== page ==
TABLE IV______________________________________                 Effluent of                           Effluent ofContaminant     Feedstocks  First Zone                           Second zone______________________________________Sulfur (wt %)     4.4         2.8       0.6Nickel (ppm)     26          16        9Vanadium  89          37        22(ppm)______________________________________

It can be seen that the major portion of demetalation takes place on the demetalation catalyst of this invention. A seven month life was demonstrated with this catalyst system. The middle layer catalyst alone under the same pressure and space rate demonstrated only a four month life.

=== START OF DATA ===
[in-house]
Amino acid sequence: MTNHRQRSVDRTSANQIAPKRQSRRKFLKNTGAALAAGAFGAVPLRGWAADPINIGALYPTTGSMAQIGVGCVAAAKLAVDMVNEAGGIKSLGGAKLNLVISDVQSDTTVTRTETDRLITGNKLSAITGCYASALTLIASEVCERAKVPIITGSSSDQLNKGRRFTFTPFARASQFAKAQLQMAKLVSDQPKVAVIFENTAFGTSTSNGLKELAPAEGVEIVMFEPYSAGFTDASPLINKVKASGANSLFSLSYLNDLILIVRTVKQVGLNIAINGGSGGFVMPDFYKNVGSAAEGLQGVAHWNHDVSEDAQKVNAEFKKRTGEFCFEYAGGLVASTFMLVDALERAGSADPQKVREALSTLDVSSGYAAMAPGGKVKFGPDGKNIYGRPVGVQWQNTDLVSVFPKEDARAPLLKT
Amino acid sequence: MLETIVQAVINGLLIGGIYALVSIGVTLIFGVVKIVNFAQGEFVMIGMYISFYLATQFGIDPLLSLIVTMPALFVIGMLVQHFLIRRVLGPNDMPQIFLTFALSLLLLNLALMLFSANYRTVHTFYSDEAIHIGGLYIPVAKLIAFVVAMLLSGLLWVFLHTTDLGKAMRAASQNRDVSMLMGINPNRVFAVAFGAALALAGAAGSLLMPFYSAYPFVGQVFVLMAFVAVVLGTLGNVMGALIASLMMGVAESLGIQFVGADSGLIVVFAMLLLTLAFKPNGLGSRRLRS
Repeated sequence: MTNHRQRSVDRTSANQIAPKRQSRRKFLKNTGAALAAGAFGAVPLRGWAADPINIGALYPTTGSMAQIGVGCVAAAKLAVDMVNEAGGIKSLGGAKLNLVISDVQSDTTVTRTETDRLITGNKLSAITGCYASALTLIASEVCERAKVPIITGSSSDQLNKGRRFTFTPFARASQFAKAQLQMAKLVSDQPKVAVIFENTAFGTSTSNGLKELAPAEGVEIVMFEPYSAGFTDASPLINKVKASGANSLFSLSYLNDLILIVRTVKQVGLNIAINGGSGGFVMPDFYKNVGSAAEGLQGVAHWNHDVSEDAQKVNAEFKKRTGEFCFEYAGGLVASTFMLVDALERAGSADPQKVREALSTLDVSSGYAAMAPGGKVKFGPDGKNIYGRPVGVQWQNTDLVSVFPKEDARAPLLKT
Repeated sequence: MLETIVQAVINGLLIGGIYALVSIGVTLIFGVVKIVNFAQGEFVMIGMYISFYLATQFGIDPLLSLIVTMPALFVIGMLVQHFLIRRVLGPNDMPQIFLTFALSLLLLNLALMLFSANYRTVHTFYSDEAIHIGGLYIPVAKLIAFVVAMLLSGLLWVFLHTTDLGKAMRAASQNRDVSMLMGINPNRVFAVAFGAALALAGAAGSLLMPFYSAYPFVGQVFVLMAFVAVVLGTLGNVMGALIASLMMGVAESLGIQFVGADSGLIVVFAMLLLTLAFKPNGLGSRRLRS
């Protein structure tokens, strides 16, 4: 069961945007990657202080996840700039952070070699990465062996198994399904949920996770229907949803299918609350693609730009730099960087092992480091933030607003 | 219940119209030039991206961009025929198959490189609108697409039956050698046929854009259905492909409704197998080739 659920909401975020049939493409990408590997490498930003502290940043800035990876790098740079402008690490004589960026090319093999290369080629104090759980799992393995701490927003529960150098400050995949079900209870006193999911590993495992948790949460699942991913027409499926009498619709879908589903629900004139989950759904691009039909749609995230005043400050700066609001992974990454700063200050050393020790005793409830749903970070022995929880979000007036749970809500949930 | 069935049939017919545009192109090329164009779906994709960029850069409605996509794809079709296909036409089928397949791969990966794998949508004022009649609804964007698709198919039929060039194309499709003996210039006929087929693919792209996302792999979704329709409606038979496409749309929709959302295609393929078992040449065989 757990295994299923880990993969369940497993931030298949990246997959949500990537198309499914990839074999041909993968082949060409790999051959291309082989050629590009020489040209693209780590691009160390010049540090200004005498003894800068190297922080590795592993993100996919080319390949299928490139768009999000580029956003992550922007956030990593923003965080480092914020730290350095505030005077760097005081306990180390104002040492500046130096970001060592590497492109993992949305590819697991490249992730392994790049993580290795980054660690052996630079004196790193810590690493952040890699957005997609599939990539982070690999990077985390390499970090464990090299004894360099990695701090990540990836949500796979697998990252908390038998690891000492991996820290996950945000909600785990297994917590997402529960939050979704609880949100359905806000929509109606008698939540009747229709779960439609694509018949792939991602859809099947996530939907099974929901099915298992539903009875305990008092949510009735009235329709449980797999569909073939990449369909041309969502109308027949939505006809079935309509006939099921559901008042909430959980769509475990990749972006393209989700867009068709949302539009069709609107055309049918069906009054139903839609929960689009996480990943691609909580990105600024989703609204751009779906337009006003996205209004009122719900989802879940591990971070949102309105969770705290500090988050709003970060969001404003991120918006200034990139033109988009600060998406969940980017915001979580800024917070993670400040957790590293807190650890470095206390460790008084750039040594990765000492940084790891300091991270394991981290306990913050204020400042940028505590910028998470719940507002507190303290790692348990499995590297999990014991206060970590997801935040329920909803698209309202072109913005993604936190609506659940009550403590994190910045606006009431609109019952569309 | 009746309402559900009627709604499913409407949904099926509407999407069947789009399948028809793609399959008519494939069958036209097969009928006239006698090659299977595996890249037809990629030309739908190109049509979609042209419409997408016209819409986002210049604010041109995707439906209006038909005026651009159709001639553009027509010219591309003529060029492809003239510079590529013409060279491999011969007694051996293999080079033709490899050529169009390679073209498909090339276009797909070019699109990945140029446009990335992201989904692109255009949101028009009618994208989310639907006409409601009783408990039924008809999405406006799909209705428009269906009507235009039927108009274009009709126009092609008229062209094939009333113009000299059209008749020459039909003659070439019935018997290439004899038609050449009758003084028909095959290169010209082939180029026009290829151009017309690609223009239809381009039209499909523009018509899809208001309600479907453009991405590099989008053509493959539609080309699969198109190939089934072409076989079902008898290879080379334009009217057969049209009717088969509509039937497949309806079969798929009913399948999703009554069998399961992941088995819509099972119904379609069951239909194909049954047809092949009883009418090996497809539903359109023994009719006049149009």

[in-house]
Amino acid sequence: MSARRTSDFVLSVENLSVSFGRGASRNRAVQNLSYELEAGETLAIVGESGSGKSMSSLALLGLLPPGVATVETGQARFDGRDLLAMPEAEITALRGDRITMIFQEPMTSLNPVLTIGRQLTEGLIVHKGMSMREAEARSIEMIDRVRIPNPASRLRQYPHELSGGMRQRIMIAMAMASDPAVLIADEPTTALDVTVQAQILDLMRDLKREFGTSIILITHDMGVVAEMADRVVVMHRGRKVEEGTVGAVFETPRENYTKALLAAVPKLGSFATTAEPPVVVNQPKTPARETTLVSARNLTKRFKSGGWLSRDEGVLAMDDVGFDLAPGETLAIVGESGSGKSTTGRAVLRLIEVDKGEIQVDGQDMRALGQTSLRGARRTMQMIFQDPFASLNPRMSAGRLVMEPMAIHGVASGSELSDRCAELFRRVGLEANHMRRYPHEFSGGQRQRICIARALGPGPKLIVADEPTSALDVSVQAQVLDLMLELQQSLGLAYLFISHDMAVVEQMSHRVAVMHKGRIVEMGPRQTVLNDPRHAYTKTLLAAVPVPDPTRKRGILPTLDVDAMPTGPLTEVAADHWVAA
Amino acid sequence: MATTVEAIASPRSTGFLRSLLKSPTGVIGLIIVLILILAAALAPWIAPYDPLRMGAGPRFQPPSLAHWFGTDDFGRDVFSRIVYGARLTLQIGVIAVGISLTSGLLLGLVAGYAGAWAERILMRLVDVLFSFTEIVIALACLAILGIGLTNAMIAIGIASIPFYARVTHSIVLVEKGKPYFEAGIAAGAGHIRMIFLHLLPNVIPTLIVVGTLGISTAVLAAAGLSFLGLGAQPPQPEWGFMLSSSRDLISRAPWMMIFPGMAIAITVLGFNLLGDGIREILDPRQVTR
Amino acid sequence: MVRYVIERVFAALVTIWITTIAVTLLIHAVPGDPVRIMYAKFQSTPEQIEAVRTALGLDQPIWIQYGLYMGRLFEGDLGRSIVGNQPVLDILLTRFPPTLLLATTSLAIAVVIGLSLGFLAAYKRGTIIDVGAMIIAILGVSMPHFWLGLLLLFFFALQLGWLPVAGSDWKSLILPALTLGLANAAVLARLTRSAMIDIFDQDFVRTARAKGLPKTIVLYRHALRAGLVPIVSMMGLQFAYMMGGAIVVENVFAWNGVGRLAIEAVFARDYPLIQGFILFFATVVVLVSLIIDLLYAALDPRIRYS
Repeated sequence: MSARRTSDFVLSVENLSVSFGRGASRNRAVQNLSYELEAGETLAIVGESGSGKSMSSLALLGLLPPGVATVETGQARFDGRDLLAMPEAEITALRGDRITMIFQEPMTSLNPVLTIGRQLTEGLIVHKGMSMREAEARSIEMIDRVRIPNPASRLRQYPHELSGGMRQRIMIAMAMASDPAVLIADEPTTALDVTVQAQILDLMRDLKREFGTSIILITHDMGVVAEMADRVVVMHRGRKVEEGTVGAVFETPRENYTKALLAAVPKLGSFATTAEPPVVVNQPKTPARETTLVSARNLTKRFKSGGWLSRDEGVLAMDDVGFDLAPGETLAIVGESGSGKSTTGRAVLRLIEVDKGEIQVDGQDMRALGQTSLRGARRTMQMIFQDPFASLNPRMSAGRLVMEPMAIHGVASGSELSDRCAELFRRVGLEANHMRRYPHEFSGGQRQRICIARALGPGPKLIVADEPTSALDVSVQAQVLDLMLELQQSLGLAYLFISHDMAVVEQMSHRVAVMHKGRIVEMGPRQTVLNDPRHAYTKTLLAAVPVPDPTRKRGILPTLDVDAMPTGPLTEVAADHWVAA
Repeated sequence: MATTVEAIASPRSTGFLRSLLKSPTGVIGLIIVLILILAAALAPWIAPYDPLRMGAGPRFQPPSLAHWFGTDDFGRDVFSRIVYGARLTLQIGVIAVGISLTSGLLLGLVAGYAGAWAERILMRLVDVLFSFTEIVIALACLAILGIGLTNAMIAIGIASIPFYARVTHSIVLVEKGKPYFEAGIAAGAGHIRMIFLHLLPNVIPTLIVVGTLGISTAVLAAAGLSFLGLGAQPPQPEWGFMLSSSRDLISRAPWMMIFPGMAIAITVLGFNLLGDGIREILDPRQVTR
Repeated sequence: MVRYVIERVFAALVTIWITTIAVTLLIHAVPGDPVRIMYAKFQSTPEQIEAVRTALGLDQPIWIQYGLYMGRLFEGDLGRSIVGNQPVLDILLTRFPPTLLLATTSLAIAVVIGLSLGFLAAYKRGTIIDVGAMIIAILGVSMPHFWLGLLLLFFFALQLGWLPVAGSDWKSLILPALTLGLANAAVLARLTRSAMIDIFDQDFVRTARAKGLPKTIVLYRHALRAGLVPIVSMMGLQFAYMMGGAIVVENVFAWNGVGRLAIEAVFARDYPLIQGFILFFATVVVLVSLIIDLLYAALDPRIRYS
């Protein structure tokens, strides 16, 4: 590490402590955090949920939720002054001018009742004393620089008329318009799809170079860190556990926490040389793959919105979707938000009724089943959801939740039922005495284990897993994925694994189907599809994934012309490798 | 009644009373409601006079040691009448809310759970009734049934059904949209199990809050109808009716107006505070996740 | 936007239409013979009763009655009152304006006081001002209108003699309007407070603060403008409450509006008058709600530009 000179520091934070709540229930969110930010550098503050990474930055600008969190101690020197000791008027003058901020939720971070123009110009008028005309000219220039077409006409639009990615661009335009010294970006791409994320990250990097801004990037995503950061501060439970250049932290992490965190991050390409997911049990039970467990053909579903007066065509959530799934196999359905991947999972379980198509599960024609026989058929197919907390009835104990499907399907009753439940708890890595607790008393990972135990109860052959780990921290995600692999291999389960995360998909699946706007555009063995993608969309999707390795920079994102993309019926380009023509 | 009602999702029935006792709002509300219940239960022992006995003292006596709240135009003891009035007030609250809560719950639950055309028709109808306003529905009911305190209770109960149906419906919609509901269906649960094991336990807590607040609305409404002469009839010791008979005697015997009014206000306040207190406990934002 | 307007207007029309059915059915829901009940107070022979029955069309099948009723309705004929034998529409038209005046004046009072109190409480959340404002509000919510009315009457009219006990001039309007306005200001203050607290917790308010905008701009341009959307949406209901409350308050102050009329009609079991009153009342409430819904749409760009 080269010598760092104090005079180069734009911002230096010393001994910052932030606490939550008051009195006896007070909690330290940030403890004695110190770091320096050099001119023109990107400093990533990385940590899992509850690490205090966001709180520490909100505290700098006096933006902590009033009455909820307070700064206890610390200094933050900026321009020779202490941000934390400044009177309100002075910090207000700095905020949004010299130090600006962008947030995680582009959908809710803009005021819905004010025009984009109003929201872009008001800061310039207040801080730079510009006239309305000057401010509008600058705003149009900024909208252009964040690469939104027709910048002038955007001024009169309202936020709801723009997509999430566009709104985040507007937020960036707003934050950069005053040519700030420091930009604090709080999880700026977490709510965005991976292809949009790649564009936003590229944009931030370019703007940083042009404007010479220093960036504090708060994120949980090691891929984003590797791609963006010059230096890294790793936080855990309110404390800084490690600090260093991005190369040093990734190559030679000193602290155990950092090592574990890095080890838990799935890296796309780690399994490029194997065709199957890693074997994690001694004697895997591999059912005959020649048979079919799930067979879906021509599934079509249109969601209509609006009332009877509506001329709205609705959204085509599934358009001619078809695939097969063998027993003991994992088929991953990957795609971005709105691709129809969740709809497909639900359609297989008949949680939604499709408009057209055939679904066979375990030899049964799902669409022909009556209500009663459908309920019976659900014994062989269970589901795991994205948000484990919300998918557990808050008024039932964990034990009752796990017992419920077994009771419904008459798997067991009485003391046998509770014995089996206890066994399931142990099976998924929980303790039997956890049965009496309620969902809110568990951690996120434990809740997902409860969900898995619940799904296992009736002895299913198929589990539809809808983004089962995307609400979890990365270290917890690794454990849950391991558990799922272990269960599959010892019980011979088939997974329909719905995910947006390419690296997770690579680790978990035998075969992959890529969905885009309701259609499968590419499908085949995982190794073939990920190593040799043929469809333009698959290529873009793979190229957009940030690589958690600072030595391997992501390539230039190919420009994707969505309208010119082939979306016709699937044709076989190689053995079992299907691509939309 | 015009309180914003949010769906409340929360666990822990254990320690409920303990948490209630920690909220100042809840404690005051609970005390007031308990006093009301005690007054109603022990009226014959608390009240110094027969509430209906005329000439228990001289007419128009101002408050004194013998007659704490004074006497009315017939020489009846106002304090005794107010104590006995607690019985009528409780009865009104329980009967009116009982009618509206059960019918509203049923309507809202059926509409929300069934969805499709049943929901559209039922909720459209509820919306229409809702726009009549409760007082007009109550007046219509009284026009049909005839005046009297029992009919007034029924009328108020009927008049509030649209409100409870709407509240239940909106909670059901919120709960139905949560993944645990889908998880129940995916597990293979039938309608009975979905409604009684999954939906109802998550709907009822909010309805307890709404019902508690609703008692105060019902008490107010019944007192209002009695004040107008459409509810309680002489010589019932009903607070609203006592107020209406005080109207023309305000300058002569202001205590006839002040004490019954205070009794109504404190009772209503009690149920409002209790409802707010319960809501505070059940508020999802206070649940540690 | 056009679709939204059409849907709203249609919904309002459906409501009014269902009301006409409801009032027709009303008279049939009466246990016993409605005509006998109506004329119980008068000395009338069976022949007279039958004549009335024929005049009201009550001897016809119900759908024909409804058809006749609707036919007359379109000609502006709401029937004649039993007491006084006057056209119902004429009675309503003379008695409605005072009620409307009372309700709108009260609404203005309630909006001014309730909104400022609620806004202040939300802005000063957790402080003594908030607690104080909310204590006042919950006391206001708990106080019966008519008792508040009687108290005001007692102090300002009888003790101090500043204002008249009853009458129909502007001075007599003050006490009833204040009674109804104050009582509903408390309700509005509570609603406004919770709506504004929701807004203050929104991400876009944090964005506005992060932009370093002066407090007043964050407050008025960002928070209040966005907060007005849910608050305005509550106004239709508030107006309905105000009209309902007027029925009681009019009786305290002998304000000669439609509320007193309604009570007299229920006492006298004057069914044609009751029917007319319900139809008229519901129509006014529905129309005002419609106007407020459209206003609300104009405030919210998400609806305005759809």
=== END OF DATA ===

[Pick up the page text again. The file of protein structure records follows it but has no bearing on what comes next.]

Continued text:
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Referenced by
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Classifications
U.S. Classification502/323, 208/251.00H
International ClassificationB01J23/85, B01J37/00, B01J35/10, C10G45/04
Cooperative ClassificationB01J37/0009, B01J35/1061, B01J35/1019, B01J35/1042, B01J35/10, B01J23/85, B01J35/1066, C10G2300/107, B01J35/1047
European ClassificationB01J23/85, B01J35/10
Legal Events
DateCodeEventDescription
Jan 2, 1996FPExpired due to failure to pay maintenance fee
Effective date: 19951025
Oct 22, 1995LAPSLapse for failure to pay maintenance fees
May 30, 1995REMIMaintenance fee reminder mailed
Apr 8, 1991FPAYFee payment
Year of fee payment: 8
Feb 27, 1987FPAYFee payment
Year of fee payment: 4